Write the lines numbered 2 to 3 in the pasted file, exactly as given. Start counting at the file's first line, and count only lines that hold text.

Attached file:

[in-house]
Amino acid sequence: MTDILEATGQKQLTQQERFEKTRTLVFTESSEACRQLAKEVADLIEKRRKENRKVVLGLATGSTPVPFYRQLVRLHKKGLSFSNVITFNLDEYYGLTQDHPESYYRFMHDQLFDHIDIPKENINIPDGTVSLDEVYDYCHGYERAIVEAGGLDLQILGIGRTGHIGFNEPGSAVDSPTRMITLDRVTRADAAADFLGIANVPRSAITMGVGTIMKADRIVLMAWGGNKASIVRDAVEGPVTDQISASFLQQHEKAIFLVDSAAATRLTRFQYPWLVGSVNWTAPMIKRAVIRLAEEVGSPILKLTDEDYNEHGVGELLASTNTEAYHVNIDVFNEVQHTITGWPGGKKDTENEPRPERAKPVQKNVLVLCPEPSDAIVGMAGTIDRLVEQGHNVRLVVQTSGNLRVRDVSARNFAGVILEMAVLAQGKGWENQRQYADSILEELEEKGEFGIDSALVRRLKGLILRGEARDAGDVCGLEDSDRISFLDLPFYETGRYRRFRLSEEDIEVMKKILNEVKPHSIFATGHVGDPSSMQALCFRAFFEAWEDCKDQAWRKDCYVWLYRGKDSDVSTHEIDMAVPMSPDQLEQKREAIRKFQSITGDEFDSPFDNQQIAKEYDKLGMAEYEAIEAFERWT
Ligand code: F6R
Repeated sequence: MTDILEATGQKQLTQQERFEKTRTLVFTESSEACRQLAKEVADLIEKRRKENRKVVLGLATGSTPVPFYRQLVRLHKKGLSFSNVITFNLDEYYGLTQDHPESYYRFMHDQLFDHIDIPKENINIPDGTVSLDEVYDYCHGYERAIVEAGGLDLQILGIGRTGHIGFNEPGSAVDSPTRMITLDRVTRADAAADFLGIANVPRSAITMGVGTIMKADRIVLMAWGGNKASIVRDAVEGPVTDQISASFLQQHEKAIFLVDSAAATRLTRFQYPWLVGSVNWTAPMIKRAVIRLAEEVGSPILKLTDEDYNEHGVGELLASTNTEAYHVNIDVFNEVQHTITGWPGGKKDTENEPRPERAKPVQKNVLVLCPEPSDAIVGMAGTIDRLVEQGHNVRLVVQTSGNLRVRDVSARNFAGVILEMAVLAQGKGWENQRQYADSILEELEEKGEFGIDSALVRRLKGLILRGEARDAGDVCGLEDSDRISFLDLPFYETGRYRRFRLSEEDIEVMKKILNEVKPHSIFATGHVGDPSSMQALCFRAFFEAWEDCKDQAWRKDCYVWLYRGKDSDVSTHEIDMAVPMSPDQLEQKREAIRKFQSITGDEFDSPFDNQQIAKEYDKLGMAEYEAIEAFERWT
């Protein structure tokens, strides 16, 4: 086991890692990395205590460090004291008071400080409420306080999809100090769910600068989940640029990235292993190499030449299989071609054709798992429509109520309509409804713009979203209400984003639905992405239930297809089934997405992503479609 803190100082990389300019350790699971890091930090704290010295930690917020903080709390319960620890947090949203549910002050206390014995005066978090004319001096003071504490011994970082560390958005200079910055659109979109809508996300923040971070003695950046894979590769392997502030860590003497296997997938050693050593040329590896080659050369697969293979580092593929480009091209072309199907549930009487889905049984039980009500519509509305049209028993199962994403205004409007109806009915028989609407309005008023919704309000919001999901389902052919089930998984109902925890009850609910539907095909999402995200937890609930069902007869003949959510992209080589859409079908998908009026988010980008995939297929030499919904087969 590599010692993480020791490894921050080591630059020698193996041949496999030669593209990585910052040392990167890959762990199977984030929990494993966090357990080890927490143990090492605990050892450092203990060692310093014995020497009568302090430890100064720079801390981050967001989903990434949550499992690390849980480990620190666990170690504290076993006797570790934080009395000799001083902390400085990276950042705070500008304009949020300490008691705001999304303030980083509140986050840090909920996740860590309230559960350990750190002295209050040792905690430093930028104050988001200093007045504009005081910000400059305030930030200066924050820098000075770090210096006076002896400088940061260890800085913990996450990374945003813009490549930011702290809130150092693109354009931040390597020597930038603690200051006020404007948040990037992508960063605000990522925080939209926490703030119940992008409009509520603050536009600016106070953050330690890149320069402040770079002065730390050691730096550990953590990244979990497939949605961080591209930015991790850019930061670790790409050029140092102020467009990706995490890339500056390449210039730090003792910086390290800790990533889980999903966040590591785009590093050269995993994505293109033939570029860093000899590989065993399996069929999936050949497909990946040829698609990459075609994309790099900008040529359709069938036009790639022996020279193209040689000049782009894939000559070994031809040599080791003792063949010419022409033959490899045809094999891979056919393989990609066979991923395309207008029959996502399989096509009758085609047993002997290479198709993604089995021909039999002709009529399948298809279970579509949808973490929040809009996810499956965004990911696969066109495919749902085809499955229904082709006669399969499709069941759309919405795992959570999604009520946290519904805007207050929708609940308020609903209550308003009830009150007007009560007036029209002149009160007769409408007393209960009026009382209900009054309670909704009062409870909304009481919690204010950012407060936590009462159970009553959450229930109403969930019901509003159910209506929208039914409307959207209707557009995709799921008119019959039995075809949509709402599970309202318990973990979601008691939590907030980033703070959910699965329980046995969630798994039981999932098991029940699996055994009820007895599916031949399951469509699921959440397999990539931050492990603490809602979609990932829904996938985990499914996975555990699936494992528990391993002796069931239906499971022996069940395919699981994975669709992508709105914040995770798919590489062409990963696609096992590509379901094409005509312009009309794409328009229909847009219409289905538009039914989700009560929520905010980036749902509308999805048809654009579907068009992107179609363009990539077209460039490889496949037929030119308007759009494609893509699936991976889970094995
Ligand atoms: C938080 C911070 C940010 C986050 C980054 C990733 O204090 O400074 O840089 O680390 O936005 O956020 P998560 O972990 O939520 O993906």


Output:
Amino acid sequence: MTDILEATGQKQLTQQERFEKTRTLVFTESSEACRQLAKEVADLIEKRRKENRKVVLGLATGSTPVPFYRQLVRLHKKGLSFSNVITFNLDEYYGLTQDHPESYYRFMHDQLFDHIDIPKENINIPDGTVSLDEVYDYCHGYERAIVEAGGLDLQILGIGRTGHIGFNEPGSAVDSPTRMITLDRVTRADAAADFLGIANVPRSAITMGVGTIMKADRIVLMAWGGNKASIVRDAVEGPVTDQISASFLQQHEKAIFLVDSAAATRLTRFQYPWLVGSVNWTAPMIKRAVIRLAEEVGSPILKLTDEDYNEHGVGELLASTNTEAYHVNIDVFNEVQHTITGWPGGKKDTENEPRPERAKPVQKNVLVLCPEPSDAIVGMAGTIDRLVEQGHNVRLVVQTSGNLRVRDVSARNFAGVILEMAVLAQGKGWENQRQYADSILEELEEKGEFGIDSALVRRLKGLILRGEARDAGDVCGLEDSDRISFLDLPFYETGRYRRFRLSEEDIEVMKKILNEVKPHSIFATGHVGDPSSMQALCFRAFFEAWEDCKDQAWRKDCYVWLYRGKDSDVSTHEIDMAVPMSPDQLEQKREAIRKFQSITGDEFDSPFDNQQIAKEYDKLGMAEYEAIEAFERWT
Ligand code: F6R